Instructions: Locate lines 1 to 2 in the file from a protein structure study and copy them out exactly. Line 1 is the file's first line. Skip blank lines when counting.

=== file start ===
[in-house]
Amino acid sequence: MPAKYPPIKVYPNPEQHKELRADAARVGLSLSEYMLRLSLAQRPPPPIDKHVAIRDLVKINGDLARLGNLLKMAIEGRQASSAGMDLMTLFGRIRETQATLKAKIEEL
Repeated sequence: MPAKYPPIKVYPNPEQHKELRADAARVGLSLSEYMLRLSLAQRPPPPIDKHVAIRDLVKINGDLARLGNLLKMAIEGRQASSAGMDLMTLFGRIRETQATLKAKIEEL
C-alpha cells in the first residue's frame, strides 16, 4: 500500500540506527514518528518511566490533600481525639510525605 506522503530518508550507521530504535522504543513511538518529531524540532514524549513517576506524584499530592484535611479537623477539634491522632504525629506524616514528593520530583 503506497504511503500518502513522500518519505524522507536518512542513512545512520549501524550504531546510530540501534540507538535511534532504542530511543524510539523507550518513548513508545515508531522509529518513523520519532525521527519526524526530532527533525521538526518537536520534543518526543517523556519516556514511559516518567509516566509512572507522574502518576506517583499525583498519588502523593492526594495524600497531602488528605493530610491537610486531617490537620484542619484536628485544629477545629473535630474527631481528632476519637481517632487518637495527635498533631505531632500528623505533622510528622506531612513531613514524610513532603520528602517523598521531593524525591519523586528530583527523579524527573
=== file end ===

[in-house]
Amino acid sequence: MPAKYPPIKVYPNPEQHKELRADAARVGLSLSEYMLRLSLAQRPPPPIDKHVAIRDLVKINGDLARLGNLLKMAIEGRQASSAGMDLMTLFGRIRETQATLKAKIEEL